However the Neptune was anything but the work of one man. Its many charts, the present chart in particular, were based on several separate surveying efforts, each in itself almost incredibly ambitious and at best loosely-coordinated with the others. Together they occupied the years 1759-1775 and the energies of dozens of talented surveyors and a supporting cast of hundreds.
In all, a lovely example, with fine provenance, of a rare capstone chart from the greatest survey undertaken in 18th-century North America.
Provenance: Captain James Sever
We acquired this map in October 2020 from the descendants of James Sever, Captain of the USS Congress, one of the famed first six frigates of the U.S. Navy. Captain Sever was born in 1761, attended Harvard, and upon graduation received an ensign's commission in the 7th Massachusetts Regiment (February 1, 1781) during the Revolutionary War. Sever later transferred to the 4th Massachusetts Regiment and remained in the Continental Army until June 20, 1784. Sever was from a successful Massachusetts merchant family, and that background along with his military experience was enough for him to be named the superintendent of the USS Congress during its construction in 1795. In 1798, he became one of the first six post captains of the U.S. Navy. Sever served in the first foreign action of the U.S. Navy, when the Congress was involved in privateer hunting in the Caribbean and the U.S. intervention in the Haitian War of Knives. Sever had a relatively short career in the Navy and was dismissed during Jefferson's purge of the officer corps in 1801.
Joseph Frederick Wallet Des Barres (1721-1824) was born in either Paris or Basel, Switzerland, to a Hugueont family. He studied under the great mathematician Daniel Bernoulli at the University of Basel before immigrating to Britain, where he trained at the Royal Military College, Woolwich.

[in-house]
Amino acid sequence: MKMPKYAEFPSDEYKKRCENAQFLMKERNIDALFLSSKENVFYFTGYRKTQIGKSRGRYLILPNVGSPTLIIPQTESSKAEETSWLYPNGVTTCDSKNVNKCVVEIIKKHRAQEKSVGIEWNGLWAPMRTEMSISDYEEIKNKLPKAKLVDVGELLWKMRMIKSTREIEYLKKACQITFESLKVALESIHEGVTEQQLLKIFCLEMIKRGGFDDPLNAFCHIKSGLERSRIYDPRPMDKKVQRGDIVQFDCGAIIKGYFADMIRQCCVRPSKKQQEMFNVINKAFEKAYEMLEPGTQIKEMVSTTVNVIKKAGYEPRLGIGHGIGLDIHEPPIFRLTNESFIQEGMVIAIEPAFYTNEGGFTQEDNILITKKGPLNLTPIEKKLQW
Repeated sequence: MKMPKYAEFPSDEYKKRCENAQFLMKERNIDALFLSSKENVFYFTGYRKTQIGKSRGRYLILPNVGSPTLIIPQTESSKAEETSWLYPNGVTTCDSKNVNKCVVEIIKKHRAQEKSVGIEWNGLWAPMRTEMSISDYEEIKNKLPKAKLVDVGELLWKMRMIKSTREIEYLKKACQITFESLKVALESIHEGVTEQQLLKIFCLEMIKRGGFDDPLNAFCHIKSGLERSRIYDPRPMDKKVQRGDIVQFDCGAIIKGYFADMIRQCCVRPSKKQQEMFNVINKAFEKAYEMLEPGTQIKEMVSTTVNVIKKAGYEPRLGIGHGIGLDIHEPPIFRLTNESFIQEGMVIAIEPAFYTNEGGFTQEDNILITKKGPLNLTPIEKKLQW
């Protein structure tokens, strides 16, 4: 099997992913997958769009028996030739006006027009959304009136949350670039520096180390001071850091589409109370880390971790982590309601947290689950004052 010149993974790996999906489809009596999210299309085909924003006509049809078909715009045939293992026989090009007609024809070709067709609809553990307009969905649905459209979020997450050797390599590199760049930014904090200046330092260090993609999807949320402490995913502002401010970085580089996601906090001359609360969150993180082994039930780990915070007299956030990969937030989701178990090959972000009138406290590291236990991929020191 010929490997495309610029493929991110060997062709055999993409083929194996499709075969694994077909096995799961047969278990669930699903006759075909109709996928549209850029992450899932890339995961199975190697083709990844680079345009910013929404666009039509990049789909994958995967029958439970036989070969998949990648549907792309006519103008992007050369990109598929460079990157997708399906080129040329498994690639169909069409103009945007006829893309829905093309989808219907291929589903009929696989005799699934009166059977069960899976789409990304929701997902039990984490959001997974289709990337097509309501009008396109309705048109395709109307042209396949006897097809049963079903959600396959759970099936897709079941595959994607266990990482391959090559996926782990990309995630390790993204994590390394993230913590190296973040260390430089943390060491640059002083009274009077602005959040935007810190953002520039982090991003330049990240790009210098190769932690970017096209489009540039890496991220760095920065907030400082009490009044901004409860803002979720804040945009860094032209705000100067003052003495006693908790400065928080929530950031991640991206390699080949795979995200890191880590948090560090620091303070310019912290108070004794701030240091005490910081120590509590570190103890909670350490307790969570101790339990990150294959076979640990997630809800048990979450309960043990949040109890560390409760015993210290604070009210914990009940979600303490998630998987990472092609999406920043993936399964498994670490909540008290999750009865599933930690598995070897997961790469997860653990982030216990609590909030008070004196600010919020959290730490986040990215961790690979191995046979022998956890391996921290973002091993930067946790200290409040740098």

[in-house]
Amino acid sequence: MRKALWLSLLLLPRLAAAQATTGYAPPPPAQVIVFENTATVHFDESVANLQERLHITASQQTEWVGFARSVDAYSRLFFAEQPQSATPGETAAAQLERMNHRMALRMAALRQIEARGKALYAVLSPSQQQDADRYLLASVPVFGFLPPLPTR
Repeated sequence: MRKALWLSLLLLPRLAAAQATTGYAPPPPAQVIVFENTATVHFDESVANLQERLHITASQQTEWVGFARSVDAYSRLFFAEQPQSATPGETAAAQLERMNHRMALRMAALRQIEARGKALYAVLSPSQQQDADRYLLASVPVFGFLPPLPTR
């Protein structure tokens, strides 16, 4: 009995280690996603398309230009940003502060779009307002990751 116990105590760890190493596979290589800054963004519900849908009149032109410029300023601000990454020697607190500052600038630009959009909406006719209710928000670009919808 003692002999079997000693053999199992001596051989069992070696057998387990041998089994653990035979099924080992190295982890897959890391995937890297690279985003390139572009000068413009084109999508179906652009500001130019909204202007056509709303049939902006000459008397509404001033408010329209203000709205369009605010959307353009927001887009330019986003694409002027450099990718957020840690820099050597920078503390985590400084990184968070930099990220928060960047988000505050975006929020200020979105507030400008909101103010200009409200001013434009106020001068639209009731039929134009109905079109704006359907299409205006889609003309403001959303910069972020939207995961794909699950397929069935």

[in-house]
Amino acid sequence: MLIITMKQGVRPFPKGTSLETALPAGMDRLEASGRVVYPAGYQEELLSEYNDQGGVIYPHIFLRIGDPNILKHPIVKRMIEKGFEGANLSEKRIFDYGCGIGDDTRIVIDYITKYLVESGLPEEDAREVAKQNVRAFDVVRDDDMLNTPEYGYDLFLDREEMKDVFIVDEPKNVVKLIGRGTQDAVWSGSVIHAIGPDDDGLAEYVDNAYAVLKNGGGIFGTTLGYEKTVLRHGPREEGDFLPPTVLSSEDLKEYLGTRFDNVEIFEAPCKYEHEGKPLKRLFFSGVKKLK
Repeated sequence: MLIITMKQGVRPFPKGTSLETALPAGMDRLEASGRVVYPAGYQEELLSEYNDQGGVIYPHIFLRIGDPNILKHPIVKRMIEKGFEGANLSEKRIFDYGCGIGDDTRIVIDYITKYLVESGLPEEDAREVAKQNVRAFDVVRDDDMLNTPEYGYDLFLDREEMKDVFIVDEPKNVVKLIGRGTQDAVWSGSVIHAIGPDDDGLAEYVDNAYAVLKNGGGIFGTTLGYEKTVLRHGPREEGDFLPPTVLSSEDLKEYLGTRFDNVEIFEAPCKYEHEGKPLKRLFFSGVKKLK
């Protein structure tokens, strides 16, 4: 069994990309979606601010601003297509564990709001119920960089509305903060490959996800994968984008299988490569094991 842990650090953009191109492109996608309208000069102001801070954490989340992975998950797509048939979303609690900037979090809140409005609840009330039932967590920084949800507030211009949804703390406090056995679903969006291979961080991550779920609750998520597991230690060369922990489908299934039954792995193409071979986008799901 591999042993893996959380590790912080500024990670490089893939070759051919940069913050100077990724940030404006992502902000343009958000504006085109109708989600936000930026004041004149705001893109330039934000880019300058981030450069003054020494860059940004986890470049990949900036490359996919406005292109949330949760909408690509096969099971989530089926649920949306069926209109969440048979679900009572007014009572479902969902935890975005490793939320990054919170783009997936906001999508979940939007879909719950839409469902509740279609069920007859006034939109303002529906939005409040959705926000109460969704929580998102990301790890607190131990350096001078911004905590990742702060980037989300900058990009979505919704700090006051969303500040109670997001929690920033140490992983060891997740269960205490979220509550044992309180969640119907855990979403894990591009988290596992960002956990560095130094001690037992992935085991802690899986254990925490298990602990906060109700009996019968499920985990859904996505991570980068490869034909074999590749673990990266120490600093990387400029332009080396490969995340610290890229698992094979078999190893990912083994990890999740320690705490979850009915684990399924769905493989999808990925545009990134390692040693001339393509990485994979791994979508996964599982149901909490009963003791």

Upon the outbreak of hostilities with France in 1756, he joined the British Royal American Regiment as a military engineer. He came to the attention of General James Wolfe, who was impressed with his charting ability. During this period, he also worked with the legendary future explorer, James Cook, on a monumental chart of the St. Lawrence River.
Des Barres is best known for the Atlantic Neptune, was a remarkable, multi-volume set of sea charts and coastal views prepared from recent surveys, some of which were overseen by Des Barres in Nova Scotia after the Seven Years’ War. The maps, charts, and views were prepared under the supervision of Des Barres and employed as many as twenty engravers and assistants. They were produced over the course of a decade, from 1774 to 1784, in time to be used by the Royal Navy in the American Revolution.
After the Revolution, Loyalists were resettled throughout Canada. As part of this process, a new colony was created by separating Cape Breton from Nova Scotia. Des Barres, who already owned extensive lands in the Maritimes, served as lieutenant governor of Cape Breton Island from 1784 to 1787. He later served as governor of Prince Edward Island from 1804-1812.
Des Barres lived an exceptionally long life, even by today's standards, finally dying at age 102. Des Barres' funeral was held at St. George's Round Church in 1824 and he is buried in Halifax.